The days of tanks as giant steel behemoths may be numbered with DARPA awarding eight development contracts for its Ground X-Vehicle Technology (GXV-T) program. The awards to Carnegie Mellon University, Honeywell International, Leido, Pratt & Miller, QinetiQ, Raytheon BBN, Southwest Research Institute and SRI International are aimed at creating a smarter, faster generation of armored vehicle that replaces steel with speed and agility.

DARPA says the latests contracts focus on developing technology in four areas for the wheeled combat machine: radically enhanced mobility, survivability through agility, crew augmentation, and signature management.

The idea is that the completed GXV-T vehicle will replace tons of armor with the ability to move over 92 percent of available terrain, from flat plains to steep slopes, by means of a new wheel/track system. Additional "capabilities of interest" include the ability to reposition armor and the agility to avoid threats without harming its occupants.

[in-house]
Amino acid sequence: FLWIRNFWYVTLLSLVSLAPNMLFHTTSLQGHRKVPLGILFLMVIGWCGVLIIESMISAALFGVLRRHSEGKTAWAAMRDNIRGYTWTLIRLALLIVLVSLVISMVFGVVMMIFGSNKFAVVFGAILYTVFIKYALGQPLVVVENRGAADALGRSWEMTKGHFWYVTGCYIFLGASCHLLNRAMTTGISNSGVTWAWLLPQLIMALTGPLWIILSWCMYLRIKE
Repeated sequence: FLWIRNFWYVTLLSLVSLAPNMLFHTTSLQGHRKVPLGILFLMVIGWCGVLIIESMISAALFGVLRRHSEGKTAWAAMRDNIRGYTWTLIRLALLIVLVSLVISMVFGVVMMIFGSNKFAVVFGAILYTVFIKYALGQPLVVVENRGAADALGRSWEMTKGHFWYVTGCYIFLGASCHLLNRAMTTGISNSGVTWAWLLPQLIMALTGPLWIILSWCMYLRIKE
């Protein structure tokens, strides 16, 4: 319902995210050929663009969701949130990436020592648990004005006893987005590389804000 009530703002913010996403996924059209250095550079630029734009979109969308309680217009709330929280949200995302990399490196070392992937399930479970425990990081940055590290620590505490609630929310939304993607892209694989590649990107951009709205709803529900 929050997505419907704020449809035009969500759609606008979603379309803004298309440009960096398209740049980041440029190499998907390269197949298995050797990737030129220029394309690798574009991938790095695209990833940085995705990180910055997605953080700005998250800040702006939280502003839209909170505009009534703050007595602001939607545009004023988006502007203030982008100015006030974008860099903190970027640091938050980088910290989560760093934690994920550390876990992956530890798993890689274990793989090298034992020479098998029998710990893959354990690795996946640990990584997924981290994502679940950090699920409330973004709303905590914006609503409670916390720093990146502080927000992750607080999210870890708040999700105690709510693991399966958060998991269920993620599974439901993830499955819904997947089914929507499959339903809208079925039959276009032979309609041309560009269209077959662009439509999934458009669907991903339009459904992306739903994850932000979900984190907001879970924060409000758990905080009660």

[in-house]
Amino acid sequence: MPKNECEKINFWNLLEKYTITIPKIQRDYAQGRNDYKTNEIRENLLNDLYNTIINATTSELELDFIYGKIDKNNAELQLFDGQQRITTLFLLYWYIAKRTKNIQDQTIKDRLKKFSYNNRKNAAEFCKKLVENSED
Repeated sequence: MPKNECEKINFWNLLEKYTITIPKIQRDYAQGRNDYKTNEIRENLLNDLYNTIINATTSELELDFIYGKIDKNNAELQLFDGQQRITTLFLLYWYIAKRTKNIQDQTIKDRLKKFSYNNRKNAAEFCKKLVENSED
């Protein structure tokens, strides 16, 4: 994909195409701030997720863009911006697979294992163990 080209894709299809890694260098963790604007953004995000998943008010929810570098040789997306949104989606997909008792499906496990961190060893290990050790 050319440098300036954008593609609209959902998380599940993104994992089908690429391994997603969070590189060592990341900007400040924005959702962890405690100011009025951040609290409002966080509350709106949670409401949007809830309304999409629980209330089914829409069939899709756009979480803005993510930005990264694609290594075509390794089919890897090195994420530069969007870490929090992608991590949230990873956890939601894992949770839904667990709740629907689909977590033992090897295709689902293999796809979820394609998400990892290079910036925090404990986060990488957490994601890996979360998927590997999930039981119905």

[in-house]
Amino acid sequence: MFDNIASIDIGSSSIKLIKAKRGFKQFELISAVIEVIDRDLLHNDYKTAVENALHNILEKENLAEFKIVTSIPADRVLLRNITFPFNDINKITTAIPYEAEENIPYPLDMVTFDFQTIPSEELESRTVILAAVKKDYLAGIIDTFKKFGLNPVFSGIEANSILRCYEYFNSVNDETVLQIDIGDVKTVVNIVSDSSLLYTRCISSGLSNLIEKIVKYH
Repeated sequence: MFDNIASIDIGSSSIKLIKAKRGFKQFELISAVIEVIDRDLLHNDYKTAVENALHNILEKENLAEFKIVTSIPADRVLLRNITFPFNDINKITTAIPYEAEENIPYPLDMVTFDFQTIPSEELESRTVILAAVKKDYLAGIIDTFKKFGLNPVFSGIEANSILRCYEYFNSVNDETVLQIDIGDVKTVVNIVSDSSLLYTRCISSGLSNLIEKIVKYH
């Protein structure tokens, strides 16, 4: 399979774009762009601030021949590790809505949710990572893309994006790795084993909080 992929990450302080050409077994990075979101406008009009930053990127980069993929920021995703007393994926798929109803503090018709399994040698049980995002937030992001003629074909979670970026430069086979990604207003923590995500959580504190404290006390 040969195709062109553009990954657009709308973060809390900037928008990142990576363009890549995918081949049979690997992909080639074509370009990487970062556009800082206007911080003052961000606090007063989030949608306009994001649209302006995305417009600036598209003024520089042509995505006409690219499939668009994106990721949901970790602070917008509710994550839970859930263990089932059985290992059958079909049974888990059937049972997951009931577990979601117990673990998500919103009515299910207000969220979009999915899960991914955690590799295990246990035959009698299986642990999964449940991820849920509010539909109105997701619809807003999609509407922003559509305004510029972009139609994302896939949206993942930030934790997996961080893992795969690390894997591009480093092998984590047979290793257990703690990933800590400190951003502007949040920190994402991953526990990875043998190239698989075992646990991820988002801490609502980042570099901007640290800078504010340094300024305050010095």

The contract will also cover making the GVX-T smarter with improved sensors for better situational awareness and threat detection, as well as providing a full-circle view from a control cabin similar to that of an airplane cockpit. It will also provide semi-autonomous driver assistance and the augmentation of key functions. While the vehicle will see better, it will also be harder to see thanks to infrared, acoustic, and electromagnetic stealth capabilities.

"We're exploring a variety of potentially groundbreaking technologies, all of which are designed to improve vehicle mobility, vehicle survivability and crew safety and performance without piling on armor," says Major Christopher Orlowski, DARPA program manager. "DARPA's performers for GXV-T are helping defy the 'more armor equals better protection' axiom that has constrained armored ground vehicle design for the past 100 years, and are paving the way toward innovative, disruptive vehicles for the 21st Century and beyond."

DARPA says that the US Army and US Marines are interested in the GXV-T technology.

The video below shows off some of the GCV-T's capabilities.

Source: DARPA